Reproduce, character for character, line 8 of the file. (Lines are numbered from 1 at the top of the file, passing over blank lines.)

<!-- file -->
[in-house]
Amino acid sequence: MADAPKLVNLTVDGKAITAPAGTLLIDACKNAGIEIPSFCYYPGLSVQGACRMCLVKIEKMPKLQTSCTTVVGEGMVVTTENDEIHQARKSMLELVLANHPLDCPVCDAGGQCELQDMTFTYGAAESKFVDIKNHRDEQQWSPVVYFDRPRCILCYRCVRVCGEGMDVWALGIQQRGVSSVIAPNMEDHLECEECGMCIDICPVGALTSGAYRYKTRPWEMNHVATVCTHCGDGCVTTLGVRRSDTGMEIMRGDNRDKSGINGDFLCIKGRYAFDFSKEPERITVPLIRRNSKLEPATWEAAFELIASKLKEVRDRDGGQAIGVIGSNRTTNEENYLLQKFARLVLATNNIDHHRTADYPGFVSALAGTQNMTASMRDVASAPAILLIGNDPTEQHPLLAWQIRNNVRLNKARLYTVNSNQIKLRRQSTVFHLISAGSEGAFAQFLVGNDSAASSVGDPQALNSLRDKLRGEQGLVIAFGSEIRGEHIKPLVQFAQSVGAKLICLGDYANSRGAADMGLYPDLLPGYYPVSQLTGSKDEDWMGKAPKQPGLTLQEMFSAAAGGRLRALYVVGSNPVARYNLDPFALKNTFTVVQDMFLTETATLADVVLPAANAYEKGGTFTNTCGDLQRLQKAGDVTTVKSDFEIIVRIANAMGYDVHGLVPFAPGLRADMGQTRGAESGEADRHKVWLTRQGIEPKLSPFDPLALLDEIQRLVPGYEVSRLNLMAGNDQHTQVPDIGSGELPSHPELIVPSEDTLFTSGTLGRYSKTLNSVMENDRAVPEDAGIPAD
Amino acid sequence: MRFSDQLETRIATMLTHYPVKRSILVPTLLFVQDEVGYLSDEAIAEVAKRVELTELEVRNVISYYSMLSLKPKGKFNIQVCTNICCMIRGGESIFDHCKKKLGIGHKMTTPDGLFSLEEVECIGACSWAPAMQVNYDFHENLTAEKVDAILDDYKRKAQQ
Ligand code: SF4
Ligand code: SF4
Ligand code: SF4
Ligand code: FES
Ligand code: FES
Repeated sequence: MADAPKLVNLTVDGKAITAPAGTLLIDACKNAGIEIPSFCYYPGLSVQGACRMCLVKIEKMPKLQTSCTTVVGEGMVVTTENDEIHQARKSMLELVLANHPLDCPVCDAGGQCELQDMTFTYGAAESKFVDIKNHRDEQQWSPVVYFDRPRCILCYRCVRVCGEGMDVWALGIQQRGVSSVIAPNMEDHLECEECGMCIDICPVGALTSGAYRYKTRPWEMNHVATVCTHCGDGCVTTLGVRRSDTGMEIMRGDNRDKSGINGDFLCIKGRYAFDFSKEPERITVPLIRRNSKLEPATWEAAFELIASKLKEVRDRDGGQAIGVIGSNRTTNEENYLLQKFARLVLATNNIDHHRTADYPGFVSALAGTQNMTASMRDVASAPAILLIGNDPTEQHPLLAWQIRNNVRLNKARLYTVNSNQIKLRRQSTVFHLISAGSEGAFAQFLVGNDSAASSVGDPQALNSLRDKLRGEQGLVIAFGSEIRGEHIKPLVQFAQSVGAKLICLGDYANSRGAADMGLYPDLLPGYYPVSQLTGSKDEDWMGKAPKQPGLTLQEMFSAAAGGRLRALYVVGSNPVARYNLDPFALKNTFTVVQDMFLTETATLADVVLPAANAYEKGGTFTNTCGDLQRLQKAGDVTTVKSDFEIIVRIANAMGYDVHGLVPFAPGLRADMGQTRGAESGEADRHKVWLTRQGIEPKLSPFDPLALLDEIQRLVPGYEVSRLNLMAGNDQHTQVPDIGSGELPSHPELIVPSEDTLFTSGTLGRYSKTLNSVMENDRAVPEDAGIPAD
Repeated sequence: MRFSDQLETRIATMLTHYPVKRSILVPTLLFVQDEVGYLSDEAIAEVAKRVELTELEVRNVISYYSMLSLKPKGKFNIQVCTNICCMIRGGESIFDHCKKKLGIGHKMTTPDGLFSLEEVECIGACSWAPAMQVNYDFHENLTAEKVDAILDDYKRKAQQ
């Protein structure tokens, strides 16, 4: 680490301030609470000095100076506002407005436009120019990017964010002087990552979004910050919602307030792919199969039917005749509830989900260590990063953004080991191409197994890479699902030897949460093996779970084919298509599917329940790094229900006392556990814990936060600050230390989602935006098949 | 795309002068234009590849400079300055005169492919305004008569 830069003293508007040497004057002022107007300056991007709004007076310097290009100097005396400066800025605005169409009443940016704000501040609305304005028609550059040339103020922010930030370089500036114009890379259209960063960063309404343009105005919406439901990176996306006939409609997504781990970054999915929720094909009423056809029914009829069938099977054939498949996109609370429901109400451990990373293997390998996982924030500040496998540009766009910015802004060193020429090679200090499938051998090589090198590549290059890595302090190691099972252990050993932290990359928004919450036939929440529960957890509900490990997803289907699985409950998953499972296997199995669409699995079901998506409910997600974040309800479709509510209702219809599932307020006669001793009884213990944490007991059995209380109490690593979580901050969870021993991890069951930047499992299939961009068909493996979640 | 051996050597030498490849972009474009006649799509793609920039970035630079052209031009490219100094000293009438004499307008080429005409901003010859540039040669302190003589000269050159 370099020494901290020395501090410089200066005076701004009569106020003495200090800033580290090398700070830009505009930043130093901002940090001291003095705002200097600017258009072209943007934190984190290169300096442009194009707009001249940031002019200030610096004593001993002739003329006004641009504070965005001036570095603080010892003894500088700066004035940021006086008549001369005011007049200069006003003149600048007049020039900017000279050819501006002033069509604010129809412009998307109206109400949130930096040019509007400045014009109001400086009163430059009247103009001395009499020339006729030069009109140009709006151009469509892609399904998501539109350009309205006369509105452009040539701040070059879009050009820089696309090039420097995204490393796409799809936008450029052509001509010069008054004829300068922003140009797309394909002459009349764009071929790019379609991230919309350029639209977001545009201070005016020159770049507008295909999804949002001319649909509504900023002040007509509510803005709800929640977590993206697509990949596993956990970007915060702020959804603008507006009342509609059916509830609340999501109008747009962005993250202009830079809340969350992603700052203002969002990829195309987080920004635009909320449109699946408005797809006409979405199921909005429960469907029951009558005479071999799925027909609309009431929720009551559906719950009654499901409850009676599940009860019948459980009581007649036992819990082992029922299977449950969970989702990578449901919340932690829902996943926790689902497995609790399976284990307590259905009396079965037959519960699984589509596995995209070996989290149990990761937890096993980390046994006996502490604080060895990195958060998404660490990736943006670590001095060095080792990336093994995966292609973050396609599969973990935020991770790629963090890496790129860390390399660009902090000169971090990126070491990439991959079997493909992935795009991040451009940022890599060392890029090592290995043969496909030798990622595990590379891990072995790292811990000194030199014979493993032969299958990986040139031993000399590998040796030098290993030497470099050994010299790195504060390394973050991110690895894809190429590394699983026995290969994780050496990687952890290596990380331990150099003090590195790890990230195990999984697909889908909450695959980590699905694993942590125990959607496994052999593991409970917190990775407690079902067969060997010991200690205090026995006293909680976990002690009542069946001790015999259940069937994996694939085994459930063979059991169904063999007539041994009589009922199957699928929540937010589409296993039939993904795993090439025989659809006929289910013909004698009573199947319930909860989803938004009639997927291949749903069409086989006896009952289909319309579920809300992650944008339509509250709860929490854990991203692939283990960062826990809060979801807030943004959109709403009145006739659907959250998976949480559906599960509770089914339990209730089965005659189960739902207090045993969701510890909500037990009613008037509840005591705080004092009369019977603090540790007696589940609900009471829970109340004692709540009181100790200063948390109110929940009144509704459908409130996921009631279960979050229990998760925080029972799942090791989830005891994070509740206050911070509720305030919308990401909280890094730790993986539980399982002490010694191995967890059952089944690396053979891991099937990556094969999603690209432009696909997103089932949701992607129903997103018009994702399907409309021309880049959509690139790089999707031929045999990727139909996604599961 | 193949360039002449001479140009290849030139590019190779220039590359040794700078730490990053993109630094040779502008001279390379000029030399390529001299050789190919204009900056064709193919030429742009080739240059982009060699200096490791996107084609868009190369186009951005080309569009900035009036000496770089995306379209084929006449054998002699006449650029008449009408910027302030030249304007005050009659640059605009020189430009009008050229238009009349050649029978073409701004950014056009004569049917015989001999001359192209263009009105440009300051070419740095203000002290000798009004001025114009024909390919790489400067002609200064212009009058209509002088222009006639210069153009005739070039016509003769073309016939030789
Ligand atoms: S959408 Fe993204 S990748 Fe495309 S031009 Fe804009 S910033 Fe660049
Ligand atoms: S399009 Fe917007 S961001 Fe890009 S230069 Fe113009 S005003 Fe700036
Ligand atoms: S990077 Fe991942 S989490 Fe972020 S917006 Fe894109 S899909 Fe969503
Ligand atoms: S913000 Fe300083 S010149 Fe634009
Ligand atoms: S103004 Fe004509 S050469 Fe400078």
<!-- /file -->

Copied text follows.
Ligand code: FES